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Prostate,  Lung, Colorectal, and Ovarian Cancer Screening Trial

PLCO Extended Follow-Up Frequently Asked Questions

  1. What is the PLCO Central Data Coordinating Center?
  2. Why is the National Cancer Institute (NCI) extending the follow-up of PLCO participants?
  3. Why am I being asked to consent to be transferred to the CDCC?
  4. What are the differences between the transfer options (active, passive, or withdraw)?
  5. What will I have to do, if I transfer to the CDCC?
  6. What if I do not wish to be transferred to the CDCC?
  7. If I choose active follow-up but would like to withhold the transfer of my social security number, is that possible?
  8. What is the best option to choose for the study?
  9. Is the site PLCO staff retiring from the study and therefore, the federal government is taking over the study?
  10. Will there be security to safeguard against identity theft during the transfer?
  11. What are the risks?
  12. What are the benefits?
  13. How will my personal information be used?
  14. Who is maintaining the CDCC?
  15. Where is the CDCC located?
  16. How do I contact the CDCC?
  1. What is the PLCO Central Data Coordinating Center?

    The PLCO Central Data Coordinating Center (CDCC) is an extension of the Prostate, Lung, Colorectal and Ovarian (PLCO) Cancer Screening Trial. The extension will be coordinated by one site under the direction of the National Cancer Institute (NCI) rather than ten PLCO Screening Centers to reduce costs. Westat which has served as the PLCO Coordinating Center will also serve as the CDCC.

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  2. Why is the National Cancer Institute (NCI) extending the follow-up of PLCO participants?

    The Prostate, Lung, Colorectal and Ovarian (PLCO) Cancer Screening Trial has proven to be a valuable resource for research in cancer prevention and molecular epidemiology. NCI is extending the follow-up of PLCO participants for at least five years in order to strengthen the scientific value of this study in determining if the screening and early detection reduce deaths from prostate cancer, lung cancer, ovarian cancer, and cancers of the colon and rectum. The PLCO extended follow-up will also look for factors which may cause many types of cancer and other diseases.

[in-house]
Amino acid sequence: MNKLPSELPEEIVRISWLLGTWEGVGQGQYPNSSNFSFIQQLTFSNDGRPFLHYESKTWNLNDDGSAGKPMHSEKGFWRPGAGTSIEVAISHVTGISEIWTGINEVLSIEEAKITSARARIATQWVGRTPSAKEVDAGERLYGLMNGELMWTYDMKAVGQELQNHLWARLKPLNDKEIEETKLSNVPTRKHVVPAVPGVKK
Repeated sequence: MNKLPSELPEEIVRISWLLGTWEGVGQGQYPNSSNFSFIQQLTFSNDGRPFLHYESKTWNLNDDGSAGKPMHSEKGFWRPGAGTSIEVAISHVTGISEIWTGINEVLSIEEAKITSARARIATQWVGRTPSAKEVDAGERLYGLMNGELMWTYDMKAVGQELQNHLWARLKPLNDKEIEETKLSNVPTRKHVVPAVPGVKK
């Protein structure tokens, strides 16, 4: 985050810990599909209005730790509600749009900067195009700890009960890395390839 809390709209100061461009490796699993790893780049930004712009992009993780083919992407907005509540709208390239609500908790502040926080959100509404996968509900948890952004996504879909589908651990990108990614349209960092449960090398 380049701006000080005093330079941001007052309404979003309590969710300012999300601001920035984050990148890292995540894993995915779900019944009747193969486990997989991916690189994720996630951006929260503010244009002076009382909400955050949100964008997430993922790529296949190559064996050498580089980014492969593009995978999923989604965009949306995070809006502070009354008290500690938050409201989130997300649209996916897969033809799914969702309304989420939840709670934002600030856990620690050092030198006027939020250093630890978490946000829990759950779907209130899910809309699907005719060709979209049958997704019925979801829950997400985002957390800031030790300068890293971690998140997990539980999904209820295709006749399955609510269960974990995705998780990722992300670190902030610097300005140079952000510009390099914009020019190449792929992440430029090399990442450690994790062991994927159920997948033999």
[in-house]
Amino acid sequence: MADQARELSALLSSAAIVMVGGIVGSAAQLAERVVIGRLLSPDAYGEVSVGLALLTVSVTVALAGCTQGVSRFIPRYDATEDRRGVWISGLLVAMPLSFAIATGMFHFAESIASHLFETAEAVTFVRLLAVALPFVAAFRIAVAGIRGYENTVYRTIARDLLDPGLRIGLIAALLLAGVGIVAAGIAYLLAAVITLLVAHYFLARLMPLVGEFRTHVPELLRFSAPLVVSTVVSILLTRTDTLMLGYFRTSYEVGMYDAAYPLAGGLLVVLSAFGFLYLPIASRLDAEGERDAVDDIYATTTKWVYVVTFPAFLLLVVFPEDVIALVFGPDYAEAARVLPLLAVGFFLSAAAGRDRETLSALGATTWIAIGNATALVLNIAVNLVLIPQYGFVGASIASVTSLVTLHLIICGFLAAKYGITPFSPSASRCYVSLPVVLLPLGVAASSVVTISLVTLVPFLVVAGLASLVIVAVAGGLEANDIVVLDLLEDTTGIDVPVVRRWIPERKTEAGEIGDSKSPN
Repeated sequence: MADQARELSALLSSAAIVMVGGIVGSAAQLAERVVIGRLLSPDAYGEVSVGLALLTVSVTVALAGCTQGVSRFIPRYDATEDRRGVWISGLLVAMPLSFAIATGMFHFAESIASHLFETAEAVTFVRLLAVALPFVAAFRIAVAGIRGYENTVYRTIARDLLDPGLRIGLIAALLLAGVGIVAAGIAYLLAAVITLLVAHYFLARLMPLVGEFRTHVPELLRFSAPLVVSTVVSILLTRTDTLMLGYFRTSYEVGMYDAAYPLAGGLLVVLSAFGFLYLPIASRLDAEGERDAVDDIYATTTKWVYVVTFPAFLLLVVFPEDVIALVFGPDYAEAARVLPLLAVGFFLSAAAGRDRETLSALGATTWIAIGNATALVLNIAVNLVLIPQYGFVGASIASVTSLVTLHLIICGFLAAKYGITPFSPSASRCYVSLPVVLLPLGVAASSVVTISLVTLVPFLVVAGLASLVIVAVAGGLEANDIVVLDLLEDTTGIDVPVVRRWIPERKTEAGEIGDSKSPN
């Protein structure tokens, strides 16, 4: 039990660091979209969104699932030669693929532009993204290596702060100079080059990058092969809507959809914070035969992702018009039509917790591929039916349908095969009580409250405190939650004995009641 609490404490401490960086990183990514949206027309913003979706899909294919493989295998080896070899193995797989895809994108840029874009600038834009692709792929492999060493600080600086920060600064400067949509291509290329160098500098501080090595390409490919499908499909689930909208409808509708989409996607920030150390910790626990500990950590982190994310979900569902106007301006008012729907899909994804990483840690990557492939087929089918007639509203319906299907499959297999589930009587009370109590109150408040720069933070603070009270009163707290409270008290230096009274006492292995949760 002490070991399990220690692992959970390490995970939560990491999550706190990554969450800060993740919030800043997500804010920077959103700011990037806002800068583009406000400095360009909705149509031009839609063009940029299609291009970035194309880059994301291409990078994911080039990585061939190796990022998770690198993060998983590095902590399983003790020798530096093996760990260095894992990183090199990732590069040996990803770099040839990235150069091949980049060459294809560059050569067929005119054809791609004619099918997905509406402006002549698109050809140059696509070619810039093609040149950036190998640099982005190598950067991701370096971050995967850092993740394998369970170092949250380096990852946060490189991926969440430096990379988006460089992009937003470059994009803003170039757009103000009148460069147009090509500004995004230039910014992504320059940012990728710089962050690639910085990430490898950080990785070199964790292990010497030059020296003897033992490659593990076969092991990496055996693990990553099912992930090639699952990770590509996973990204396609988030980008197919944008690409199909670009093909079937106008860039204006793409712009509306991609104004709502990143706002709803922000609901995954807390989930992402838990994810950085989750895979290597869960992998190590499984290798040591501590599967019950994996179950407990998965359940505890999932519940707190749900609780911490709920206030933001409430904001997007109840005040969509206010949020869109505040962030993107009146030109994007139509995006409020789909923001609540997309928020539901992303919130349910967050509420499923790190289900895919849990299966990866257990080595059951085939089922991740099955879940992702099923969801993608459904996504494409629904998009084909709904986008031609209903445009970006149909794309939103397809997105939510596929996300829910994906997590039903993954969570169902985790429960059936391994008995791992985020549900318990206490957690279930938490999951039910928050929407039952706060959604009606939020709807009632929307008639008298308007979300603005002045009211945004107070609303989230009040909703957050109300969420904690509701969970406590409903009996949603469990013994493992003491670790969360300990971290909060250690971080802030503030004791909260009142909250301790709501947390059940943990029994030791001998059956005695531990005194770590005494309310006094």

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  3. Why am I being asked to consent to be transferred to the CDCC?

    NCI is extending the follow-up of PLCO participants for at least an additional five years in order to strengthen the scientific value of this study in determining if screening for prostate cancer, lung cancer, ovarian cancer, and cancers of the colon and rectum reduces deaths from those cancers. In the future, CDCC staff will be contacting you to obtain information about your health. You originally consented to only allow the PLCO Screening Centers to hold your contact information. The PLCO Screening Centers need your permission before they can transfer this information to the CDCC.

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  4. What are the differences between the transfer options (active, passive, or withdraw)?

    ACTIVE: If you agree to active follow-up by the CDCC, your identifying information will be transferred to (the CDCC, Westat). The CDCC will contact you with the annual questionnaires, as well as follow-up on any cancer diagnoses (as your PLCO site had done). Your information will be protected by the CDCC, just as they have in the past by the sites. Your name and other information will not be released without your permission and there are several safeguards in place to protect the electronic data (password controls, etc.).

    PASSIVE: If you choose passive follow-up by the site, you will not be contacted. Instead, information you have supplied in the past will be used to search databases and tumor registries to determine if there has been a cancer diagnosis.

    WITHDRAW: If you choose to withdraw from the study, you will not be contacted in the future.

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  5. What will I have to do, if I transfer to the CDCC?

    As a participant in the PLCO Cancer Screening Trial, nothing you do will change. The only difference is that the NCI's CDCC will do what the Screening Centers had been doing. This includes sending the annual questionnaires and other mailings, such as the newsletters and cards, to you. If you had surgery for diagnosis or treatment of cancer or a related condition, the CDCC may request a copy of your medical records to document your diagnosis and treatment. The CDCC may also ask your doctors and the hospitals where you were treated to provide a small sample of the tissue that was removed for your diagnosis or treatment. The CDCC will also search state vital statistics databases to collect information on your health.

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  6. What if I do not wish to be transferred to the CDCC?

    Your participation in the PLCO Cancer Screening Trial is completely voluntary and you may refuse to participate and/or discontinue participation at any time without penalty or loss of benefits to which you are otherwise entitled.

    Alternatively, if you do not want the NCI CDCC to get your information, but are still willing to stay in the PLCO Extended Study, you can choose to be a passive follow-up participant. Your information will stay at the screening center. We will not call or mail you annual questionnaires, but screening center study staff will search state health registries and vital statistics databases to continue to collect information on your health